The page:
The growth and precision of information about society brings with it a pressure toward centralization and consolidation. But information doesn’t flow in one direction: There is also an antiphonal movement of dissent. In the 17th century, Mr. Black writes, “the habit of obedience towards authority was matched by a stubborn, and largely successful, determination to preserve local privileges, in part by rejecting demands for information that might be used to curtail these privileges.” Mr. Black concludes by observing that, though information serves people in power, it also gives “people more oversight and control over their rulers.” The jury may still be out on that.

Mr. Black has given us an eloquent paean to the transformative power of information. I hope it isn’t too impish to offer a countervailing observation or reminder about information itself. It comes from the current-day mathematician David Guaspari : “Comparing information and knowledge,” he wrote, “is like asking whether the fatness of a pig is more or less green than the designated hitter’s rule.”


The social networks are being mined by political campaigns. No one has yet done this more effectively than Obama.  Rand Paul and possibly others from the right are desperately trying to play catch up.

Government agencies have tools to follow the most minute activities and desires of its citizens and this can have totalitarian consequences in ways we are probably unable to imagine.  Yet citizens also have access to infinite data, information and opinions that can be used to hold their government accountable in ways that the old media could never attempt.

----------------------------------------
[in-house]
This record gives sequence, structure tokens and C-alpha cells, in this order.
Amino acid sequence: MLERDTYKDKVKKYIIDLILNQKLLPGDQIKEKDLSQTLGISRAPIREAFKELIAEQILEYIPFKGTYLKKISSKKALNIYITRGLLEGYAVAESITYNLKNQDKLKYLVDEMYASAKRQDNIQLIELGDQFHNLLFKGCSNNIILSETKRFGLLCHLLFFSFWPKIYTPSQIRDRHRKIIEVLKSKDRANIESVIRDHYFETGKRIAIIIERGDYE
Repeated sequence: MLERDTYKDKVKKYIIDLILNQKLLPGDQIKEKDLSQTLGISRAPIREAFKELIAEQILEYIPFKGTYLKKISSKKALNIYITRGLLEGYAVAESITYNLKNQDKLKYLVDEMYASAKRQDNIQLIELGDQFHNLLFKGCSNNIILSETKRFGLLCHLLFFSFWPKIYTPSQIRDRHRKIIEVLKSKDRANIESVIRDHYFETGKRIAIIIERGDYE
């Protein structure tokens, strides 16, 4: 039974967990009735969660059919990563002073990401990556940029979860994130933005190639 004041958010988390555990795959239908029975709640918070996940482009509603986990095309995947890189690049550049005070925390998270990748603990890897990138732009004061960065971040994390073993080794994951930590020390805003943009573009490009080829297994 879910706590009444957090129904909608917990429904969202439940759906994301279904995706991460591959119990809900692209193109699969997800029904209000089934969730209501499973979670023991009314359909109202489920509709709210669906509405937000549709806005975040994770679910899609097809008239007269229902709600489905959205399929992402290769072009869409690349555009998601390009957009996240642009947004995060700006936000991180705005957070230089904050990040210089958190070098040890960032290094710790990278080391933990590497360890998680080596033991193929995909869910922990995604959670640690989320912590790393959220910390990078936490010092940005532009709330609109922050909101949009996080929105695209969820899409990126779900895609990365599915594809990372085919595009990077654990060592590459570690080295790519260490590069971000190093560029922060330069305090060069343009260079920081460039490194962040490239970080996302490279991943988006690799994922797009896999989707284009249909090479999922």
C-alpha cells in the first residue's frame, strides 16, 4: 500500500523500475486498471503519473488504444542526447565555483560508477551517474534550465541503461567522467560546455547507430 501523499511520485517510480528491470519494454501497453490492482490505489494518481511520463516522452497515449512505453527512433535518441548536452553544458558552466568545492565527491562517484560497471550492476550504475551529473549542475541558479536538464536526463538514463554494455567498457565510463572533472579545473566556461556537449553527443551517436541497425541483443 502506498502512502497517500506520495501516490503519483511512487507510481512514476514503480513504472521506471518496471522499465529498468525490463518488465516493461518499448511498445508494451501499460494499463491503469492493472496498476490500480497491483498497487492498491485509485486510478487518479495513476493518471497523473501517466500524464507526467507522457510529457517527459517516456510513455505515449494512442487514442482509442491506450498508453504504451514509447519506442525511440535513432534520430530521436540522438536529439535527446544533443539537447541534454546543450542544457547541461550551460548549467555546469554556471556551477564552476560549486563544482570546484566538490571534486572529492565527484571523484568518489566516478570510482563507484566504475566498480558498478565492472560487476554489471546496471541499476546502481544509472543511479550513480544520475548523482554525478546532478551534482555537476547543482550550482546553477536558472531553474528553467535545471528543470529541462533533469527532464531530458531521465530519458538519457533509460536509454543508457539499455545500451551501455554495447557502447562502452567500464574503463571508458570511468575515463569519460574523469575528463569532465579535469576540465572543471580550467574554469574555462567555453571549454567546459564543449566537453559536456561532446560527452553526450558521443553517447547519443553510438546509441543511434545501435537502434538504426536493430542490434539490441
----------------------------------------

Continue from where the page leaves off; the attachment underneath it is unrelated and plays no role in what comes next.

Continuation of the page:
It seems that it is critical to be aware of any attempt of government agencies to control internet media sources.  Recent attempts to define what is a journalist, to monitor newsrooms, and to access sources without warrants should cause us all to pause.

Knowledge and Power by George Gilder takes a different approach.  Gilder contends that knowledge is spread wide and deep in the private sector and that wealth grows when knowledge and power converge.  This rarely happens in government.  It is why central economic planning fails. The use of social networks and other online data sources may provide a lot of data and information, but that falls far short of the knowledge that is needed to use the information wisely.  In fact too much information may at some point be antithetical to knowledge. Nassim Taleb suggested that too much data and information gives rise to relationships and conclusions that are not justified by facts and leads us to monstrous errors in judgment.

While we are aware of the use of technology in the private sector we are just becoming aware of its use as a tool of government power.